Parents at a Norwegian school were left astounded when the school asked permission for their children to take part in a Christmas ritual in which children dance around a tree singing carols. Some questioned just how much further schools will go in a bid to accommodate minorities.
Karianne Haug, whose child attends the Lesterud School in suburban Oslo, said she could barely believe her eyes when her child came home with a permission slip, asking to be allowed to take part in the traditional ceremony. The ritual, which involves dancing around a Christmas tree singing carols is normally accompanied by a religious service in celebration of Christmas, The Local has reported.
“It’s fine to ask [for one’s child] to be exempt from the religious service, that has worked fine for years,” she said. “But to have to check off permission to dance around the Christmas tree? What will be next? Where is the limit for how many considerations we should take? Who makes these considerations, and for whom?”
However, school official Gry Hovland has defended the school on the grounds that they were merely interpreting the official guidelines to the best of their ability. She said that a number of local schools have adopted a joint set of guidelines, based on recommendations from the Norwegian Directorate for Education and Training, which in turn references a Court of Human Rights ruling which recommended schools be “especially cautious” regarding religious activities with children.
“We interpret going around the Christmas tree, which includes singing Christian songs, as an event that tends toward religious content. We want to protect ourselves and not cross any boundaries. That’s why we ask parents and guardians to give permission to go around the Christmas tree,” she said.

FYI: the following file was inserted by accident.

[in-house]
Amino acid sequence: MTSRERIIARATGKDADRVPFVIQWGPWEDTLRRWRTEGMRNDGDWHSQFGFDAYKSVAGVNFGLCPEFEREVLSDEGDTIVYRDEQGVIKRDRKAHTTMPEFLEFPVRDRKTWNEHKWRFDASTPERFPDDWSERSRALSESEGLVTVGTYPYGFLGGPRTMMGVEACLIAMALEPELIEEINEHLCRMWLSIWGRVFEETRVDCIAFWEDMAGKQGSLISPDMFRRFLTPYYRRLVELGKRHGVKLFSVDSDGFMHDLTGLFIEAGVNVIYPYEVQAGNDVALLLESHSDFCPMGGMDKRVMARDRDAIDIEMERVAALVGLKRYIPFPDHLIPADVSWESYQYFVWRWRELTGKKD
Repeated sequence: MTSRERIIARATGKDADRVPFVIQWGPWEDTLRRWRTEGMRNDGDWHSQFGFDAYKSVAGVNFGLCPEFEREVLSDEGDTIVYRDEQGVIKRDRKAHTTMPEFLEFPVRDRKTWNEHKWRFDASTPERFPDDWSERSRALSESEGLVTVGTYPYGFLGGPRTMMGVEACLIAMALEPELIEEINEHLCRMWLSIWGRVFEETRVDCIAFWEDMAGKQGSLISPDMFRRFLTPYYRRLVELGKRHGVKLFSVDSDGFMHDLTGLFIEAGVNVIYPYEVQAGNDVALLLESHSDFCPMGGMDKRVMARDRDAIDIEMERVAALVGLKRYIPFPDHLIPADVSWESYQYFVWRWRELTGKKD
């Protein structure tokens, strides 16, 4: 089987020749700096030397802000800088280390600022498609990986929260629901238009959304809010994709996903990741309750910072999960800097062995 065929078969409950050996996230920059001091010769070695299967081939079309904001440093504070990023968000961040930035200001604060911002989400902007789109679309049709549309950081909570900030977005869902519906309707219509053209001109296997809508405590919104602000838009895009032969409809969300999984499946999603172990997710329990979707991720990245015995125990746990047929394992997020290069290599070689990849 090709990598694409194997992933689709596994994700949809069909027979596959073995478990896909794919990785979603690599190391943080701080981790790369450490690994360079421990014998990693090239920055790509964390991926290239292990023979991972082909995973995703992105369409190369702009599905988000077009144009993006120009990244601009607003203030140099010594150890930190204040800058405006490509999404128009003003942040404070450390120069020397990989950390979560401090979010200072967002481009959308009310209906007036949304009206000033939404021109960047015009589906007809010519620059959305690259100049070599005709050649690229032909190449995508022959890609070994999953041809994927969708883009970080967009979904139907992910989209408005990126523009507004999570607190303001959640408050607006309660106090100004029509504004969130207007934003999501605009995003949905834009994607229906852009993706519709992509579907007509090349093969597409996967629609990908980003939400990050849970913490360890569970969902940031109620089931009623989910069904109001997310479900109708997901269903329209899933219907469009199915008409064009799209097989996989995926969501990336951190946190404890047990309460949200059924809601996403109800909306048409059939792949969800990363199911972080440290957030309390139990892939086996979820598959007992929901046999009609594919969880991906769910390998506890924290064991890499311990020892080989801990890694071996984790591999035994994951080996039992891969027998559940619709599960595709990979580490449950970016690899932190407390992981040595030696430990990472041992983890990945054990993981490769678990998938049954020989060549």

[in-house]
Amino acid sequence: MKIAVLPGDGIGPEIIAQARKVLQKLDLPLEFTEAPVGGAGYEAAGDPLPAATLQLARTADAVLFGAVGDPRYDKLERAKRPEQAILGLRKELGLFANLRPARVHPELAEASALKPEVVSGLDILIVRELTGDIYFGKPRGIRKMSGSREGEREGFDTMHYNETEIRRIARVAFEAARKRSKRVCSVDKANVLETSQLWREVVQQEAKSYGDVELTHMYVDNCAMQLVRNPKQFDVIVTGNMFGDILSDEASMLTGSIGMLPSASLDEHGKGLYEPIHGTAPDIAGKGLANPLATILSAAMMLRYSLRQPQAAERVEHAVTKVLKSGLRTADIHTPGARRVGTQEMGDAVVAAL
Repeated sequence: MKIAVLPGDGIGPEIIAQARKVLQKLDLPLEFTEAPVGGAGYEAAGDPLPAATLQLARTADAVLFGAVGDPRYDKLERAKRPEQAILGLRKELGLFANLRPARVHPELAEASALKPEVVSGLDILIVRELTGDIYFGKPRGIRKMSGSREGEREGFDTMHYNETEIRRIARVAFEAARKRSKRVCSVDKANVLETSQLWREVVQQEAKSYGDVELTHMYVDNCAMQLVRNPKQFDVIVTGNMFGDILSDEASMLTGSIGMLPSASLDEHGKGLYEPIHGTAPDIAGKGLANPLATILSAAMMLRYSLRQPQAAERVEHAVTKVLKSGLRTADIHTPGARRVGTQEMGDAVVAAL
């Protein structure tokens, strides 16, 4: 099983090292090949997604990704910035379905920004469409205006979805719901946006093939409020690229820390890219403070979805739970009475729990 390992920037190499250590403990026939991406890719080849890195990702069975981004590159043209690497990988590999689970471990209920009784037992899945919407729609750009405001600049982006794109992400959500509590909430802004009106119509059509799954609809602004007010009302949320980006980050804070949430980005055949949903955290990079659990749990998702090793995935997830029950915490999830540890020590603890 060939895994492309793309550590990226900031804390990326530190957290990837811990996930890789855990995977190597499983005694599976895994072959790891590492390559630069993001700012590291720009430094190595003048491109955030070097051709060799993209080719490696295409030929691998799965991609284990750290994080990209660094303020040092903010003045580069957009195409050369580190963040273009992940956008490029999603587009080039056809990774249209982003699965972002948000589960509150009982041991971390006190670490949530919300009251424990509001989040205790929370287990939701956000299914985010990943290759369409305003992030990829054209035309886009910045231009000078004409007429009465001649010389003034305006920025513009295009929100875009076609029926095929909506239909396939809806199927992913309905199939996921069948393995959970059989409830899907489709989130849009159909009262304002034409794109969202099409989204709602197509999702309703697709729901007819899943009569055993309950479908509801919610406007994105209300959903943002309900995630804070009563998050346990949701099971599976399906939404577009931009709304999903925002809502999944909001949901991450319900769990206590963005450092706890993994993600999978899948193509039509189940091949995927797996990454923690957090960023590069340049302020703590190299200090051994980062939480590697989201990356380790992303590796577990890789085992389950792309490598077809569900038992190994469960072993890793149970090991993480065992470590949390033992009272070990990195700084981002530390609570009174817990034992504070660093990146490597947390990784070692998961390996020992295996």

Very few students opted out of the Christmas tree ritual while a few more opted out of the religious service, she added.
Yet Loveleen Brenna, a diversity in the workplace consultant, believes the school is misguided. She warns: “One must be careful not to wipe out part of the cultural foundation in Norway under the guise of respect for diversity.”
That sentiment is certainly shared by Mrs Haug. She said:”Norwegian traditions are important, that’s how I see it. We live in a society with rapid changes and families that are splitting up. Traditions help to protect our children. I think it creates a problem if all students, regardless of their beliefs, can’t gather around the Christmas tree – how harmful can it be?”
As the migrant crisis intensifies, Norway has been experiencing cultural turmoil over the role of religion within its cultural heritage and public spaces.
In November the Norwegian Directorate of Immigration first insisted upon, and then dropped a requirement for all private organisations housing migrants and asylum seekers to be “religion neutral”.
“It is important to specify that this applies to all religious symbols, not just the Christian ones,” press spokeswoman Vibeke Schjem said.
But while some Christian groups acquiesced, others who had been making plans to house migrants hit back. The Evidence of Faith (Troens Bevis) centre in Kvinesdal, which has the capacity to house up to 1,000 migrants refused to remove the cross from its main hall.
The group’s leader, Rune Edvardsen said “The hall was built by Christians who wanted to spread the word of God. To remove the cross from the hall would be like removing the rose from the Labour Party.”
And Vebjørn Selbekk, editor in chief of the Christian newspaper Dagen wrote a scathing editorial in which he called the Directorate’s decision to ban the cross in a country which features a cross on its flag was an embarrassment, and “a prime example of the Norwegian authorities’ genuflection to Islam”.
He added: “Asylum seekers and migrants have no reservations in passing the Norwegian border despite the cross in our flag being one of the first things they see. They surely wouldn’t be hurt by crosses in Christian centres either.”
The Directorate quickly released a statement announcing: “We will not require that those who run overnight offers for us remove religious symbols after all.”